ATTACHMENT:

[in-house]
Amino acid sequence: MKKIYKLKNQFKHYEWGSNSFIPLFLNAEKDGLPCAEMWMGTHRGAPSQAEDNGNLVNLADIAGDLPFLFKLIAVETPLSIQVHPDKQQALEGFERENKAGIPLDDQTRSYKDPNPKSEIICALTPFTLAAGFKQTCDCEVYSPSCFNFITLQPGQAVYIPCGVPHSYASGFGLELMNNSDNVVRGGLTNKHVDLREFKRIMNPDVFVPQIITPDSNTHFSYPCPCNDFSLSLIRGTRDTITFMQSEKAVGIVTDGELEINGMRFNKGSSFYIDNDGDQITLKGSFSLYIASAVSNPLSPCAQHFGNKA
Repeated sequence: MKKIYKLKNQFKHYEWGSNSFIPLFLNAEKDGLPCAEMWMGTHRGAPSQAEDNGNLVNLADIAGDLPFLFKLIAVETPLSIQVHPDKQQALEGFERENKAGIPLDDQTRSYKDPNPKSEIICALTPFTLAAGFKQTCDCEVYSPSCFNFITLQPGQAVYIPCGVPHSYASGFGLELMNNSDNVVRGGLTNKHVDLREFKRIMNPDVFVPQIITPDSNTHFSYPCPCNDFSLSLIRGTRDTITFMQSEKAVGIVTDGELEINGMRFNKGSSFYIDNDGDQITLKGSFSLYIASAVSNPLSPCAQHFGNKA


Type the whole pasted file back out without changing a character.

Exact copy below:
[in-house]
Amino acid sequence: MKKIYKLKNQFKHYEWGSNSFIPLFLNAEKDGLPCAEMWMGTHRGAPSQAEDNGNLVNLADIAGDLPFLFKLIAVETPLSIQVHPDKQQALEGFERENKAGIPLDDQTRSYKDPNPKSEIICALTPFTLAAGFKQTCDCEVYSPSCFNFITLQPGQAVYIPCGVPHSYASGFGLELMNNSDNVVRGGLTNKHVDLREFKRIMNPDVFVPQIITPDSNTHFSYPCPCNDFSLSLIRGTRDTITFMQSEKAVGIVTDGELEINGMRFNKGSSFYIDNDGDQITLKGSFSLYIASAVSNPLSPCAQHFGNKA
Repeated sequence: MKKIYKLKNQFKHYEWGSNSFIPLFLNAEKDGLPCAEMWMGTHRGAPSQAEDNGNLVNLADIAGDLPFLFKLIAVETPLSIQVHPDKQQALEGFERENKAGIPLDDQTRSYKDPNPKSEIICALTPFTLAAGFKQTCDCEVYSPSCFNFITLQPGQAVYIPCGVPHSYASGFGLELMNNSDNVVRGGLTNKHVDLREFKRIMNPDVFVPQIITPDSNTHFSYPCPCNDFSLSLIRGTRDTITFMQSEKAVGIVTDGELEINGMRFNKGSSFYIDNDGDQITLKGSFSLYIASAVSNPLSPCAQHFGNKA